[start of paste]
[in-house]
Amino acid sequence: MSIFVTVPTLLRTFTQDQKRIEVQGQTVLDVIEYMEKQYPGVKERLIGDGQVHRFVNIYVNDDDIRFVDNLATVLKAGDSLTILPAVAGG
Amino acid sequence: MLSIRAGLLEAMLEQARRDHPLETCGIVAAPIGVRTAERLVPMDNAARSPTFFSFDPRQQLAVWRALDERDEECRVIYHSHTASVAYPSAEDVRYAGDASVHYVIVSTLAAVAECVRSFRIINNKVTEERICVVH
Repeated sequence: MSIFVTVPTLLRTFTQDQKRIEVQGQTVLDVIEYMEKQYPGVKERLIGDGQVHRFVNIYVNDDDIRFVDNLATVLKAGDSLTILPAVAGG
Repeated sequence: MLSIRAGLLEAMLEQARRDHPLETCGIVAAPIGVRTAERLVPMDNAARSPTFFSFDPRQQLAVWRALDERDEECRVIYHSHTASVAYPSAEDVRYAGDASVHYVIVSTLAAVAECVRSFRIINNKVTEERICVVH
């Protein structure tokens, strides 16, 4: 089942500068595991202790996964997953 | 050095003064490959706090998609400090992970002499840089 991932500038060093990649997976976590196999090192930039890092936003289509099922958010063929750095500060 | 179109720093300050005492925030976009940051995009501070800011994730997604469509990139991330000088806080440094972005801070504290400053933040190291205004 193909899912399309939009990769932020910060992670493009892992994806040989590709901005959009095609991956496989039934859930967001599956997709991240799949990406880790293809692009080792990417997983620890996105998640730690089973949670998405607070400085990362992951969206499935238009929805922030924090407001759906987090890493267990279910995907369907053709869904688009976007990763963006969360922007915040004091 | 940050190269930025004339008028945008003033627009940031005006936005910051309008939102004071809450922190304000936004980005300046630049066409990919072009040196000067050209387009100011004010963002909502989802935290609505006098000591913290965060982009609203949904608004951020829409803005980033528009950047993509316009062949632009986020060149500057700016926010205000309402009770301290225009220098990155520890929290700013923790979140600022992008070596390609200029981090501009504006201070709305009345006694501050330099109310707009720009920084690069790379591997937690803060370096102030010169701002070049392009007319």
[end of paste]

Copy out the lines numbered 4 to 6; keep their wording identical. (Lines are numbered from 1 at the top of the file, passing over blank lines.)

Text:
Repeated sequence: MSIFVTVPTLLRTFTQDQKRIEVQGQTVLDVIEYMEKQYPGVKERLIGDGQVHRFVNIYVNDDDIRFVDNLATVLKAGDSLTILPAVAGG
Repeated sequence: MLSIRAGLLEAMLEQARRDHPLETCGIVAAPIGVRTAERLVPMDNAARSPTFFSFDPRQQLAVWRALDERDEECRVIYHSHTASVAYPSAEDVRYAGDASVHYVIVSTLAAVAECVRSFRIINNKVTEERICVVH
């Protein structure tokens, strides 16, 4: 089942500068595991202790996964997953 | 050095003064490959706090998609400090992970002499840089 991932500038060093990649997976976590196999090192930039890092936003289509099922958010063929750095500060 | 179109720093300050005492925030976009940051995009501070800011994730997604469509990139991330000088806080440094972005801070504290400053933040190291205004 193909899912399309939009990769932020910060992670493009892992994806040989590709901005959009095609991956496989039934859930967001599956997709991240799949990406880790293809692009080792990417997983620890996105998640730690089973949670998405607070400085990362992951969206499935238009929805922030924090407001759906987090890493267990279910995907369907053709869904688009976007990763963006969360922007915040004091 | 940050190269930025004339008028945008003033627009940031005006936005910051309008939102004071809450922190304000936004980005300046630049066409990919072009040196000067050209387009100011004010963002909502989802935290609505006098000591913290965060982009609203949904608004951020829409803005980033528009950047993509316009062949632009986020060149500057700016926010205000309402009770301290225009220098990155520890929290700013923790979140600022992008070596390609200029981090501009504006201070709305009345006694501050330099109310707009720009920084690069790379591997937690803060370096102030010169701002070049392009007319």